Canada lags behind many other developed countries in the way it deals with sewage treatment.
Bathroom jokes aside, few of us think about sewage, assuming that what we flush away will somehow take care of itself. But such an out-of-sight, out-of-mind attitude will no longer float, so to speak.
Even eight years after the Walkerton, Ontario, tragedy where seven people died and 1,200 people were sickened by E. coli contamination from sewage leaking into their municipal water supply, Canada is still an environmental bad boy, lagging behind many developed countries in the way it handles its waste water.
Given the overwhelming evidence that what we put into our environment will eventually come back to haunt us, it seems mind-boggling that anyone might actually be opposed to treating municipal waste water, which Environment Canada described in its 2001 report The State of Municipal Wastewater Effluents in Canada as “one of the largest threats to the quality of Canadian waters.”
In fact, some of our biggest polluters are also among the most scenic–coastal cities, where the attitude seems to be that ocean currents will take care of whatever foul things are spewed out.
One of the worst offenders is the quaint city of Victoria, seat of the British Columbia government. Every year, Victoria and its suburbs dump more than 34 billion litres of untreated sewage into the Strait of Juan de Fuca, a fetid soup that includes not only human waste and disease-carrying organisms but also some 200 identified chemicals, many of which are toxic to aquatic life.
Yet despite years of debate, and despite orders from the BC government earlier this year that the Capital Regional District (in which Victoria is the major city) is to begin drawing up plans for sewage treatment, a number of vocal opponents–including local Liberal MP Keith Martin–have risen up to denounce the project.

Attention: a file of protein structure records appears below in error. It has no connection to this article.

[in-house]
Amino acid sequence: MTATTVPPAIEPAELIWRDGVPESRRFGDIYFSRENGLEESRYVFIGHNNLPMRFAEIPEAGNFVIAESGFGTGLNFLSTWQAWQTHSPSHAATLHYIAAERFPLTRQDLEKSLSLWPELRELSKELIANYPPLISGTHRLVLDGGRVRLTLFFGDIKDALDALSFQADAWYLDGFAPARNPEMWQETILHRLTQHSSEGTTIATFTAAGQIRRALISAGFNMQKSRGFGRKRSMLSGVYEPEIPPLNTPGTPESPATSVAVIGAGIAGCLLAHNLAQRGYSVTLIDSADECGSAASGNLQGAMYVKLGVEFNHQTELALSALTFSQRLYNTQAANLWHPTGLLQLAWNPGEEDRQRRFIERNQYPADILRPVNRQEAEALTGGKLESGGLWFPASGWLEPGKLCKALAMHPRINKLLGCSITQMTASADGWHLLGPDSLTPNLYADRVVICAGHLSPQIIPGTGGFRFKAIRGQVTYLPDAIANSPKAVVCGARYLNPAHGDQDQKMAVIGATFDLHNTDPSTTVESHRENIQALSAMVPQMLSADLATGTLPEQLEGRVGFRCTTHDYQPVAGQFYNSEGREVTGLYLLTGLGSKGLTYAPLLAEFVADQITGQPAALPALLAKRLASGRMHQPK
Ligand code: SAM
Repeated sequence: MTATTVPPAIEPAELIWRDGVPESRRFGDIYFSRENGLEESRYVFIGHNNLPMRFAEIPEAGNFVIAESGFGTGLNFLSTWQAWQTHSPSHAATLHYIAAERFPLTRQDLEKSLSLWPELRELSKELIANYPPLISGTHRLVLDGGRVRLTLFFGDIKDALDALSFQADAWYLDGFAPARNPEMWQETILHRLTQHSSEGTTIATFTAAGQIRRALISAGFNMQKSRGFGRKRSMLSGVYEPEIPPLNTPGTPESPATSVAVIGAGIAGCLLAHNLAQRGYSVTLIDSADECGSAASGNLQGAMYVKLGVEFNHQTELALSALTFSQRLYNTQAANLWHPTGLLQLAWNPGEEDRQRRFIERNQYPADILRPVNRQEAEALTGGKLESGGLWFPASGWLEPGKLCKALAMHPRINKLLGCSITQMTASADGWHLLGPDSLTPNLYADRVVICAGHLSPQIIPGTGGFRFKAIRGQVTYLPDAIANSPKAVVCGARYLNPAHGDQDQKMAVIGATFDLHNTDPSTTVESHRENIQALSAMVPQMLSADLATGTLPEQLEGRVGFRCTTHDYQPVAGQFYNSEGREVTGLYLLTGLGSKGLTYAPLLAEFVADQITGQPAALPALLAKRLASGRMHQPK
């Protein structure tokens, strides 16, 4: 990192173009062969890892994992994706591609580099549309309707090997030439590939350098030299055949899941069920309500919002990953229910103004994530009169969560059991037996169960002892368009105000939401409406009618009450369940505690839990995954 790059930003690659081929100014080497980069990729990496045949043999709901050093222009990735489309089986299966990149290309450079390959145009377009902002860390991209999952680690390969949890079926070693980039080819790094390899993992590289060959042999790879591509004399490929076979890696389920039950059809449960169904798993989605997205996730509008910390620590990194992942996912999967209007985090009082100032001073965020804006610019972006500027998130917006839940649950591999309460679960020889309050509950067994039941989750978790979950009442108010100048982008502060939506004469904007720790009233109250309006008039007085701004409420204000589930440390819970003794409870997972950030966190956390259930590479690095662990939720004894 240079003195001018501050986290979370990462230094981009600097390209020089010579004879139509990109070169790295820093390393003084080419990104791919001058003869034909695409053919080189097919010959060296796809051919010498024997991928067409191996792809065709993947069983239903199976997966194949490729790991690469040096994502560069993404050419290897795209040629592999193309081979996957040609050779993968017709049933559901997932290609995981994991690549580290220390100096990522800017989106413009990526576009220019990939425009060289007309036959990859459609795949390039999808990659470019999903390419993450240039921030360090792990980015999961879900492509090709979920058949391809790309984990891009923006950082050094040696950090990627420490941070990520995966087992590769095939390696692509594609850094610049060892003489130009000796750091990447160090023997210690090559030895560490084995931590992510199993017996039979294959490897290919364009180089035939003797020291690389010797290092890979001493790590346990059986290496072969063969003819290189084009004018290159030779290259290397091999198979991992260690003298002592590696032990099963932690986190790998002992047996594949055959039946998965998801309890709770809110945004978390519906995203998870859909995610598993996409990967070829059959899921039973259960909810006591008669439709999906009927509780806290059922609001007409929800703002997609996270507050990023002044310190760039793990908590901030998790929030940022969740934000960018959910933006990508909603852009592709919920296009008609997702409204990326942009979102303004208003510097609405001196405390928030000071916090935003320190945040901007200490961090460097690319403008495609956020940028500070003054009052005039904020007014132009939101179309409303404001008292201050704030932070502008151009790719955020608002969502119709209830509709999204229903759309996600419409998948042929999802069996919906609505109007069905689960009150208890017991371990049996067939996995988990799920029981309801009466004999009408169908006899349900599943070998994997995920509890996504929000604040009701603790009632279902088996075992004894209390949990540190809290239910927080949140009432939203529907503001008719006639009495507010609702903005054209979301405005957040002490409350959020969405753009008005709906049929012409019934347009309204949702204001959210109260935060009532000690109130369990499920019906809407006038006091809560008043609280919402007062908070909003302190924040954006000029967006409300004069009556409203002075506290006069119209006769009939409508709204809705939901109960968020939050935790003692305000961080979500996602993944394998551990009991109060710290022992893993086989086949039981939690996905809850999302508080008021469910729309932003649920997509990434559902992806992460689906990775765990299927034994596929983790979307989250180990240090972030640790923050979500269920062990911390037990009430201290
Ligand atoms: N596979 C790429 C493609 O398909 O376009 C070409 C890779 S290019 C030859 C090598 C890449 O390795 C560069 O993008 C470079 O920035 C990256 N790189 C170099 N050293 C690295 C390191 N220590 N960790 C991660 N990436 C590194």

This head-in-the-sand approach isn’t limited to Victoria, and it is what prompted the authors of the National Sewage Report Card III produced in 2004 by the Sierra Legal Defence Fund (now Ecojustice Canada), to state baldly: “Our sewage problems are comprehensive and countrywide–from sea to stinking sea.”
The United States has required at least secondary sewage treatment for all its cities and towns for 30 years now, and the European Union adopted similar standards for its member nations three years ago, according to Christianne Wilhelmson, clean air and water program coordinator for the Georgia Strait Alliance (GSA), an environmental group dedicated to protecting the marine environment of the strait.
But Canada has no national standards, and as a result, major cities such as Vancouver, Montreal, and Halifax continue to dump billions of litres of raw or nearly raw sewage into our oceans, lakes, rivers, and streams every year.
According to Ecojustice Canada’s National Sewage Report Card, Vancouver discharged approximately 22 billion untreated litres of waste water from combined sewer overflows into Georgia Strait and the Fraser River in 2001 while Montreal continues to dump 900 billion litres of only primary treated sewage into the St. Lawrence River each year.
A Chemical Cocktail
Meanwhile, development of better sensing technology shows we may have more to worry about than obviously harmful substances such as the mercury, lead, chromium, copper, organochlorine compounds (such as PCBs), and hydrocarbons that are being dumped into our waters along with insufficiently treated sewage.
After a five-month investigation, the Associated Press reported this spring that testing in 61 major US municipal water sources for prescription and over-the-counter drug residues revealed a proverbial cocktail of up to 56 human and veterinary pharmaceuticals or their byproducts, including the active ingredients in pain killers, antibiotics, cholesterol drugs, antipsychotics, hormone supplements, and other powerful medications.